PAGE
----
During the course of the last year or so, I have detected a trend in corporate life that bears momentary scrutiny, then universal action by anybody who wants to remain standing in the years to come. It's this: your corporation has the right to look at your e-mail. Mostly, they will not do this, because they know that once they do, you're probably cooked. So they do it with increasing regularity, but only to people against whom they want to build a case. And once they do, there's a 99% shot that case is made.
Let me put it another way. No matter how careful you are, no matter how thoughtful and responsibile, there are things in your e-mail that are against corporate policy. Did you send that smutty little joke or picture you found amusing to friends around the nation and the world? Did you make a nasty comment about your boss to a colleague? About a colleague to your boss? Did you try to flirt with somebody in language not totally appropriate to the Board Room? Did you troll the internet for saucy stuff that might shock the General Counsel? Did you argue with your spouse about the cost of early childhood education, conversation that took up the better part of a week and many working hours? How about your divorce? How much company bandwidth did you occupy during that period? Last November, when that search firm was talking to you, did you reply on Outlook? Having an affair, were you? Are you? How long an e-mail chain did that create on the Company's dime?
My pal Bannister runs a Marketing firm. One day the head of Security came to see him. Seems an employee of his, let's call him Burns, had been acting suspiciously. His subordinates were worried about him. So Security, which works for HR, checked his e-mail. Whoa. Loads of objectionable stuff. Porn, mostly. Some random trolling for unmentionables on Craig's List. A record of random, mysterious assignations. And that was that. Burns had to go. They had it on paper. Too much of him had leaked out into an official record that is checked only when a certain bell has tolled.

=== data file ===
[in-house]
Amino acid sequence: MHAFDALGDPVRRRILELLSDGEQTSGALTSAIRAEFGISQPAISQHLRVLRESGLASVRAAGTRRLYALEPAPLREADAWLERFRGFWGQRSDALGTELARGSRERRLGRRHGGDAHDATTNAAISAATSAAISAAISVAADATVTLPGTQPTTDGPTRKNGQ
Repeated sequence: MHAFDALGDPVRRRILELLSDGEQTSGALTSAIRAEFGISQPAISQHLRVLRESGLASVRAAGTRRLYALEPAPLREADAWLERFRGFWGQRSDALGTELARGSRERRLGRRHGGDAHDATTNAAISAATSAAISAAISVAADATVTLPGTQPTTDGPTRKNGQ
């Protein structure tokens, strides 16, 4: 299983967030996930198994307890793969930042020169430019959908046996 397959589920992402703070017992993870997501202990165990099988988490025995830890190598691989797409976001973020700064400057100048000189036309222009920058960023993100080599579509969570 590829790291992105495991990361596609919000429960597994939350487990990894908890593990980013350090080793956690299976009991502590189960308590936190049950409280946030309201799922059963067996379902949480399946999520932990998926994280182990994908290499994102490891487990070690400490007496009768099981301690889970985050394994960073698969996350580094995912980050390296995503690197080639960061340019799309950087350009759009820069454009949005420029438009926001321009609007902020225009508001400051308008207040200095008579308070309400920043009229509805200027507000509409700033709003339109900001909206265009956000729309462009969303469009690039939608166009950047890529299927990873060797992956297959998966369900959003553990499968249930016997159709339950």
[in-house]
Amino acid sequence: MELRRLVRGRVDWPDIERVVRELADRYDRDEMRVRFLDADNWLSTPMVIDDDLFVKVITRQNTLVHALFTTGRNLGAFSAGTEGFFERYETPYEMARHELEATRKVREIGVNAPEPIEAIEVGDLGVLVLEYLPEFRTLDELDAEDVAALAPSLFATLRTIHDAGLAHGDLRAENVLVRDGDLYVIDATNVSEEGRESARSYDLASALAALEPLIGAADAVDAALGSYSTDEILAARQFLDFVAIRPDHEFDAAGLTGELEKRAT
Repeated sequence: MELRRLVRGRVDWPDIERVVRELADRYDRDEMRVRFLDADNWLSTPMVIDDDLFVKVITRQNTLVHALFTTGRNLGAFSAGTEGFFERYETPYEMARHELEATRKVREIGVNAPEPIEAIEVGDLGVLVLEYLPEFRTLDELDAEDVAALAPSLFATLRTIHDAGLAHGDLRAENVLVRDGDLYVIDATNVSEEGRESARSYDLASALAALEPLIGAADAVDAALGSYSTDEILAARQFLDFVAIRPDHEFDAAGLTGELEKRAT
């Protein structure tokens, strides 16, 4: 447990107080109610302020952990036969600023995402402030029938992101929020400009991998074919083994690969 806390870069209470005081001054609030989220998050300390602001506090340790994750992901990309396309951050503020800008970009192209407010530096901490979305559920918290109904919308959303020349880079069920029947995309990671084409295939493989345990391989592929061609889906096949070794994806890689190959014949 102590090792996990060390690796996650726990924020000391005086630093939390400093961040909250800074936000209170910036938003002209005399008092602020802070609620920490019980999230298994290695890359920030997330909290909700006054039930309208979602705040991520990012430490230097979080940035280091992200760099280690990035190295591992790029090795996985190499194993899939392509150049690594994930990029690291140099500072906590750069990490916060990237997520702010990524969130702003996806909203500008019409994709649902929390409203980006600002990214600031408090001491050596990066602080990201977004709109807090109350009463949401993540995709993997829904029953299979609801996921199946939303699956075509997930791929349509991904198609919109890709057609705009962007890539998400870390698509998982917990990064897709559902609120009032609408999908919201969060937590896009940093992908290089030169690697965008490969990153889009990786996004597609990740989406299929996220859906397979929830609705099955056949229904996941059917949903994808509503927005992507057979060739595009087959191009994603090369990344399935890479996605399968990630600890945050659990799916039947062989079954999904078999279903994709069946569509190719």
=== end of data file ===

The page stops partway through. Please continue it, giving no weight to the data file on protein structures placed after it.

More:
Then there's my friend Dorkin. He's in the Tech Sector. Everybody seems very relaxed there, but they're really not. They're just as corporate as anybody, they just wear backpacks instead of briefcases. His boss hates him. They both know it. Recently, his boss tried to move against him, but he failed, in that case. So it's pretty clear he went to HR and said, "How can I get rid of this guy?" And HR said what it generally says more and more these days, "We have the right to look at his e-mail." And they do, you know. Even the erased stuff. Even the stuff you erased years ago, when you were having that mid-life crisis at 40. Remember what you were into then? Uh-huh. Like an open book to them, that is. So they checked on Dorkin, and guess what they found. Bad things. Not bad things if you compare him to Slobodon Milosevic or Bernie Madoff or even the guys at the SEC who made Bernie Madoff happen. But bad enough, by corporate standards. Personal things. Ooky things for your boss, his boss, and the head of HR to know about you. Isn't there something on your system that might fit that bill?
They had a talk with Dorkin. It was not pretty. Now he's hanging on by a thread. And there aren't a lot of opportunities for a guy at his level in Chicago, or anywhere, for that matter.
The game has changed. Electronic communications has gained a powerful ubiquity in our lives. The trail of our existence is left like snails leave slime over ever digital surface we touch. Just ask Tiger Woods. There's nothing private anymore, once it hits the cloud.
So we have to change. If it's business, stay on the sytem. If it's funny or warm or stupid or personal or revealing or random or candid in any way, on the other hand, get yourself a Gmail account and use it. Anything else, you're like a dog rolling over to show its tender belly in the face of a predator. You've been warned.